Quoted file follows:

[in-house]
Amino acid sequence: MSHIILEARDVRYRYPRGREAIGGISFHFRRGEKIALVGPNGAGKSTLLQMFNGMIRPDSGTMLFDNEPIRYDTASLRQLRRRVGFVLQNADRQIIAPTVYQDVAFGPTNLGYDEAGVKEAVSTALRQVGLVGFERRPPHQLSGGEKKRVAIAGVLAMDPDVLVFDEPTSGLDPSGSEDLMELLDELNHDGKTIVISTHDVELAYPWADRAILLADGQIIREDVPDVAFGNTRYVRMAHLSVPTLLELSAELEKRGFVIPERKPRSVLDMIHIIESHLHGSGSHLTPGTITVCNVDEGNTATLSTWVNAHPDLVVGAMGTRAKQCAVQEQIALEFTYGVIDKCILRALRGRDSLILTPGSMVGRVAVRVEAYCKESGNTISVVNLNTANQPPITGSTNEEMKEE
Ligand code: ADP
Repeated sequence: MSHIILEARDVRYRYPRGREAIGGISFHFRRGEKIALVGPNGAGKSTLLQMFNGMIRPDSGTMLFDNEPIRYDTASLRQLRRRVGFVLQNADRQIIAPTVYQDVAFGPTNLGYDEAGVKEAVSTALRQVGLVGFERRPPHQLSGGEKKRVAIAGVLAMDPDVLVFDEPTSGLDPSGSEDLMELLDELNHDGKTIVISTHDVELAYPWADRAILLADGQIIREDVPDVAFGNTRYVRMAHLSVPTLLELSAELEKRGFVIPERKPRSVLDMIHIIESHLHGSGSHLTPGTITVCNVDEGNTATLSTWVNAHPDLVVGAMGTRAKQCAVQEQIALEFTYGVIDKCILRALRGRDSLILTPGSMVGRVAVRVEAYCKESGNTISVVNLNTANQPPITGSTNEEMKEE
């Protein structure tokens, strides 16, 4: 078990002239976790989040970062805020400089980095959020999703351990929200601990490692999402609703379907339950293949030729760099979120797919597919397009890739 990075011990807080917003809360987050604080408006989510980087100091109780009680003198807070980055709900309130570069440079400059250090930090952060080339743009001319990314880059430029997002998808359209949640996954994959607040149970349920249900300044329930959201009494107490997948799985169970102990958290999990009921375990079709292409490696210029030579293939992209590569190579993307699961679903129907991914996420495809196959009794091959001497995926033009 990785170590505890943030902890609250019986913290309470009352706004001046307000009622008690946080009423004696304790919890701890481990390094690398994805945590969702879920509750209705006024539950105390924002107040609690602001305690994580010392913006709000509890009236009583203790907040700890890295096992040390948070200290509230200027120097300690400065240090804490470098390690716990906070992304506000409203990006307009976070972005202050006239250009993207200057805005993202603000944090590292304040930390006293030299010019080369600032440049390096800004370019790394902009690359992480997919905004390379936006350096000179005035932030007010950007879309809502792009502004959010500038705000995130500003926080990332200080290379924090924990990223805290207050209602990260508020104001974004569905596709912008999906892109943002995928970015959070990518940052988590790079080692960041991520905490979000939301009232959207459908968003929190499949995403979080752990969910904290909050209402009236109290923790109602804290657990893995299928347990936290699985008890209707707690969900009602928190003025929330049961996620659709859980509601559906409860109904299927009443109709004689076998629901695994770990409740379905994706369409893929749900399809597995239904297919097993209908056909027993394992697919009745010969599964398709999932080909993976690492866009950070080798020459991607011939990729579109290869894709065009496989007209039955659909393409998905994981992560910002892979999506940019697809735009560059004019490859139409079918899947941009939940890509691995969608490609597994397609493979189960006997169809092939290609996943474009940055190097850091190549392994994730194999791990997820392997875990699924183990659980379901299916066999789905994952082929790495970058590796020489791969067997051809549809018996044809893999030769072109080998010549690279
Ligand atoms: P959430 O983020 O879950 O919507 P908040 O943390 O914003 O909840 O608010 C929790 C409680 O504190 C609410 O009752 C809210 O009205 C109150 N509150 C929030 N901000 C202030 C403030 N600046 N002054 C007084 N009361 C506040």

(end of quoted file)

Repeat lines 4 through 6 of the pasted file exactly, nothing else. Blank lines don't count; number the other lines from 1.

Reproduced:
Repeated sequence: MSHIILEARDVRYRYPRGREAIGGISFHFRRGEKIALVGPNGAGKSTLLQMFNGMIRPDSGTMLFDNEPIRYDTASLRQLRRRVGFVLQNADRQIIAPTVYQDVAFGPTNLGYDEAGVKEAVSTALRQVGLVGFERRPPHQLSGGEKKRVAIAGVLAMDPDVLVFDEPTSGLDPSGSEDLMELLDELNHDGKTIVISTHDVELAYPWADRAILLADGQIIREDVPDVAFGNTRYVRMAHLSVPTLLELSAELEKRGFVIPERKPRSVLDMIHIIESHLHGSGSHLTPGTITVCNVDEGNTATLSTWVNAHPDLVVGAMGTRAKQCAVQEQIALEFTYGVIDKCILRALRGRDSLILTPGSMVGRVAVRVEAYCKESGNTISVVNLNTANQPPITGSTNEEMKEE
């Protein structure tokens, strides 16, 4: 078990002239976790989040970062805020400089980095959020999703351990929200601990490692999402609703379907339950293949030729760099979120797919597919397009890739 990075011990807080917003809360987050604080408006989510980087100091109780009680003198807070980055709900309130570069440079400059250090930090952060080339743009001319990314880059430029997002998808359209949640996954994959607040149970349920249900300044329930959201009494107490997948799985169970102990958290999990009921375990079709292409490696210029030579293939992209590569190579993307699961679903129907991914996420495809196959009794091959001497995926033009 990785170590505890943030902890609250019986913290309470009352706004001046307000009622008690946080009423004696304790919890701890481990390094690398994805945590969702879920509750209705006024539950105390924002107040609690602001305690994580010392913006709000509890009236009583203790907040700890890295096992040390948070200290509230200027120097300690400065240090804490470098390690716990906070992304506000409203990006307009976070972005202050006239250009993207200057805005993202603000944090590292304040930390006293030299010019080369600032440049390096800004370019790394902009690359992480997919905004390379936006350096000179005035932030007010950007879309809502792009502004959010500038705000995130500003926080990332200080290379924090924990990223805290207050209602990260508020104001974004569905596709912008999906892109943002995928970015959070990518940052988590790079080692960041991520905490979000939301009232959207459908968003929190499949995403979080752990969910904290909050209402009236109290923790109602804290657990893995299928347990936290699985008890209707707690969900009602928190003025929330049961996620659709859980509601559906409860109904299927009443109709004689076998629901695994770990409740379905994706369409893929749900399809597995239904297919097993209908056909027993394992697919009745010969599964398709999932080909993976690492866009950070080798020459991607011939990729579109290869894709065009496989007209039955659909393409998905994981992560910002892979999506940019697809735009560059004019490859139409079918899947941009939940890509691995969608490609597994397609493979189960006997169809092939290609996943474009940055190097850091190549392994994730194999791990997820392997875990699924183990659980379901299916066999789905994952082929790495970058590796020489791969067997051809549809018996044809893999030769072109080998010549690279
Ligand atoms: P959430 O983020 O879950 O919507 P908040 O943390 O914003 O909840 O608010 C929790 C409680 O504190 C609410 O009752 C809210 O009205 C109150 N509150 C929030 N901000 C202030 C403030 N600046 N002054 C007084 N009361 C506040």